To Antonio

Rest you fair, good signior;
Your worship was the last man in our mouths.

Antonio Shylock, although I neither lend nor borrow
By taking nor by giving of excess,
Yet, to supply the ripe wants of my friend,
I’ll break a custom. Is he yet possess’d
How much ye would?

Shylock         Ay, ay, three thousand ducats.

Antonio And for three months.

Shylock I had forgot; three months; you told me so.
Well then, your bond; and let me see; but hear you;
Methought you said you neither lend nor borrow
Upon advantage.

Antonio         I do never use it.

Shylock When Jacob grazed his uncle Laban’s sheep —
This Jacob from our holy Abram was,
As his wise mother wrought in his behalf,
The third possessor; ay, he was the third —

Antonio And what of him? did he take interest?

Shylock No, not take interest, not, as you would say,
Directly interest: mark what Jacob did.
When Laban and himself were compromised
That all the eanlings which were streak’d and pied
Should fall as Jacob’s hire, the ewes, being rank,
In the end of autumn turned to the rams,
And, when the work of generation was
Between these woolly breeders in the act,
The skilful shepherd peel’d me certain wands,
And, in the doing of the deed of kind,
He stuck them up before the fulsome ewes,
Who then conceiving did in eaning time
Fall parti-colour’d lambs, and those were Jacob’s.
This was a way to thrive, and he was blest:
And thrift is blessing, if men steal it not.

Antonio This was a venture, sir, that Jacob served for;
A thing not in his power to bring to pass,
But sway’d and fashion’d by the hand of heaven.
Was this inserted to make interest good?
Or is your gold and silver ewes and rams?

Shylock I cannot tell; I make it breed as fast:
But note me, signior.

Antonio Mark you this, Bassanio,
The devil can cite Scripture for his purpose.
An evil soul producing holy witness
Is like a villain with a smiling cheek,
A goodly apple rotten at the heart:
O, what a goodly outside falsehood hath!

Shylock Three thousand ducats; ’tis a good round sum.
Three months from twelve; then, let me see; the rate  —

Antonio Well, Shylock, shall we be beholding to you?

Shylock Signior Antonio, many a time and oft
In the Rialto you have rated me
About my moneys and my usances:
Still have I borne it with a patient shrug,
For sufferance is the badge of all our tribe.
You call me misbeliever, cut-throat dog,
And spit upon my Jewish gaberdine,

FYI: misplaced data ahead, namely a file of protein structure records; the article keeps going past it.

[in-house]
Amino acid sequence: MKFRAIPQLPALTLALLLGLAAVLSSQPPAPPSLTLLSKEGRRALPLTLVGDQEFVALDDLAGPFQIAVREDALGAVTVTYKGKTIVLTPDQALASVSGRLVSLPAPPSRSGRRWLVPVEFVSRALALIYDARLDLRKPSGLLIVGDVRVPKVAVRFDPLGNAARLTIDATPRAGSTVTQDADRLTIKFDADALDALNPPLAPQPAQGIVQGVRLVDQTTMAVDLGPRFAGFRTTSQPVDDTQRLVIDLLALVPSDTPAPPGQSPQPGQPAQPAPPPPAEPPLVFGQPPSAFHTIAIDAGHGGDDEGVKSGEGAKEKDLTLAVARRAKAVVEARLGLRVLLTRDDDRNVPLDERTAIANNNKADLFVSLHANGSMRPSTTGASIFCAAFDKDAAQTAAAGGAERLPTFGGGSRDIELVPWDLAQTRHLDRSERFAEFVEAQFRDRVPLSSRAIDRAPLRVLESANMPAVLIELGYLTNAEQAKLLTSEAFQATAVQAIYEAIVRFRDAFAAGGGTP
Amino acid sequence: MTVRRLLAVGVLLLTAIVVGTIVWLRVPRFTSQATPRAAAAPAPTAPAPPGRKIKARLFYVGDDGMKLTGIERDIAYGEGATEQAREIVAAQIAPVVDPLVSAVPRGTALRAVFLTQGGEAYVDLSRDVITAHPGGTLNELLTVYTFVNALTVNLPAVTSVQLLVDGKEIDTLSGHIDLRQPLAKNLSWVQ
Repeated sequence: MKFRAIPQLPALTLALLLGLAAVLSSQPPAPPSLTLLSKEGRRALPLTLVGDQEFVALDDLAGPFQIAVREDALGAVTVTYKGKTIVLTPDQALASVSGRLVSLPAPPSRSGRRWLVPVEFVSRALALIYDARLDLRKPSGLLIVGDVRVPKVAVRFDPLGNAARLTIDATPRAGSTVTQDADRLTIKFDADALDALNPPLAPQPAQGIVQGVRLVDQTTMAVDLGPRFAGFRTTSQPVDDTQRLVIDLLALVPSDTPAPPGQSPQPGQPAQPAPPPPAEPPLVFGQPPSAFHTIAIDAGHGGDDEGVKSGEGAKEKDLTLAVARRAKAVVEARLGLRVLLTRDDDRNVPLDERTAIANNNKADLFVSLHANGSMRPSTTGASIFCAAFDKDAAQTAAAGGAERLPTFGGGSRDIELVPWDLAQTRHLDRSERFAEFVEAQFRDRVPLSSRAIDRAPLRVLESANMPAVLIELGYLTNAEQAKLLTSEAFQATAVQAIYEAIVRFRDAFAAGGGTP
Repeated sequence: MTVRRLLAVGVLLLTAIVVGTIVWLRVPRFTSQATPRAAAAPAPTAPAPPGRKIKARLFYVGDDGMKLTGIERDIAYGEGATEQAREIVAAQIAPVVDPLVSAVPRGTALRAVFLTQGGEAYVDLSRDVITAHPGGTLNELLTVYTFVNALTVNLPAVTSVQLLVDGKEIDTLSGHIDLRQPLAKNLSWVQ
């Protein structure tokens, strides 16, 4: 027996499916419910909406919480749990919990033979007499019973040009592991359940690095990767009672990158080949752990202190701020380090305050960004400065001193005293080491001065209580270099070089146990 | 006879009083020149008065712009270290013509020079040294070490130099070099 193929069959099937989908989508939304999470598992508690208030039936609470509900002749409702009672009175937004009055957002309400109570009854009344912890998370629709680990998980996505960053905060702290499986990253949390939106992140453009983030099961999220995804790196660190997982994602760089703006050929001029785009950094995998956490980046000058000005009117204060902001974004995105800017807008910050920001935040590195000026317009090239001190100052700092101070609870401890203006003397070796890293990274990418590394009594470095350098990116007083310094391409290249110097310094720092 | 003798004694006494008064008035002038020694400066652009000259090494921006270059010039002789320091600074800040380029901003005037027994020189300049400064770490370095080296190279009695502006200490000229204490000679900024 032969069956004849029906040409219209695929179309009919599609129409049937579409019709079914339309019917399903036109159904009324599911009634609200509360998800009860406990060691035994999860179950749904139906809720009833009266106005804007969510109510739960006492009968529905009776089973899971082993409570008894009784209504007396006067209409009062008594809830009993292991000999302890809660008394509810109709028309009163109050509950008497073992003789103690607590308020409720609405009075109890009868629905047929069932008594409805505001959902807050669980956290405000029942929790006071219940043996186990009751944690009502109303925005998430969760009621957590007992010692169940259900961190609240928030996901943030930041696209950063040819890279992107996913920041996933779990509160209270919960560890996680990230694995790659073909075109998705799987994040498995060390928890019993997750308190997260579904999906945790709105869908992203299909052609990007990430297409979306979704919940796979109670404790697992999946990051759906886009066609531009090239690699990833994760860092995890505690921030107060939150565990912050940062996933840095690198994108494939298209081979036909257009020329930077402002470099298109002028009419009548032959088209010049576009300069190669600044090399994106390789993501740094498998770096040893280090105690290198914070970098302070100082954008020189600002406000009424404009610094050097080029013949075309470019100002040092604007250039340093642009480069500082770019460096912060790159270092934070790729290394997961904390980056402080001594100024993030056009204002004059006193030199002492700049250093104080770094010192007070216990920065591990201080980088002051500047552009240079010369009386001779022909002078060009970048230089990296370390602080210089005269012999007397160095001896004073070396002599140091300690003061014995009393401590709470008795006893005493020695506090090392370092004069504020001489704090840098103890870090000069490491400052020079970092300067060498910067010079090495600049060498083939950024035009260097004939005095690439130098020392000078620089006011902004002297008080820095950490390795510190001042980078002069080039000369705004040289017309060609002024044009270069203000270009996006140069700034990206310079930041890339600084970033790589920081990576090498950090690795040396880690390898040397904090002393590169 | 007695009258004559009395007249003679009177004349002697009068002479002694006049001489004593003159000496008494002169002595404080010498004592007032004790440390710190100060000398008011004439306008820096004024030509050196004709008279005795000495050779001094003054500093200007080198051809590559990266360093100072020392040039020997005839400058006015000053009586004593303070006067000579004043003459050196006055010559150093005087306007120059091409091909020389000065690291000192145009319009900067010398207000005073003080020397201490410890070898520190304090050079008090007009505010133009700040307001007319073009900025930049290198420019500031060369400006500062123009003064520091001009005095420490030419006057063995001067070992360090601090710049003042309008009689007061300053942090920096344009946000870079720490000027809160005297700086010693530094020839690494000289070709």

And all for use of that which is mine own.
Well then, it now appears you need my help:
Go to, then; you come to me, and you say
’shylock, we would have moneys:’ you say so;
You, that did void your rheum upon my beard
And foot me as you spurn a stranger cur
Over your threshold: moneys is your suit
What should I say to you? Should I not say
‘Hath a dog money? is it possible
A cur can lend three thousand ducats?’ Or
Shall I bend low and in a bondman’s key,
With bated breath and whispering humbleness, Say this;
‘Fair sir, you spit on me on Wednesday last;
You spurn’d me such a day; another time
You call’d me dog; and for these courtesies
I’ll lend you thus much moneys’?

Antonio I am as like to call thee so again,
To spit on thee again, to spurn thee too.
If thou wilt lend this money, lend it not
As to thy friends; for when did friendship take
A breed for barren metal of his friend?
But lend it rather to thine enemy,
Who, if he break, thou mayst with better face
Exact the penalty.

Shylock         Why, look you, how you storm!
I would be friends with you and have your love,
Forget the shames that you have stain’d me with,
Supply your present wants and take no doit
Of usance for my moneys, and you’ll not hear me:
This is kind I offer.

Bassanio This were kindness.

Shylock This kindness will I show.
Go with me to a notary, seal me there
Your single bond; and, in a merry sport,
If you repay me not on such a day,
In such a place, such sum or sums as are
Express’d in the condition, let the forfeit
Be nominated for an equal pound
Of your fair flesh, to be cut off and taken
In what part of your body pleaseth me.

Antonio Content, i’ faith: I’ll seal to such a bond
And say there is much kindness in the Jew.

Bassanio You shall not seal to such a bond for me:
I’ll rather dwell in my necessity.

Antonio Why, fear not, man; I will not forfeit it:
Within these two months, that’s a month before
This bond expires, I do expect return
Of thrice three times the value of this bond.

Shylock O father Abram, what these Christians are,
Whose own hard dealings teaches them suspect
The thoughts of others! Pray you, tell me this;
If he should break his day, what should I gain
By the exaction of the forfeiture?
A pound of man’s flesh taken from a man
Is not so estimable, profitable neither,
As flesh of muttons, beefs, or goats. I say,
To buy his favour, I extend this friendship:
If he will take it, so; if not, adieu;
And, for my love, I pray you wrong me not.

Antonio Yes Shylock, I will seal unto this bond.

Shylock Then meet me forthwith at the notary’s;
Give him direction for this merry bond,
And I will go and purse the ducats straight,
See to my house, left in the fearful guard
Of an unthrifty knave, and presently
I will be with you.

Antonio Hie thee, gentle Jew.

Exit Shylock

The Hebrew will turn Christian: he grows kind.

Bassanio I like not fair terms and a villain’s mind.

Antonio Come on: in this there can be no dismay;
My ships come home a month before the day.

Exeunt

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Last updated Saturday, April 26, 2014 at 22:12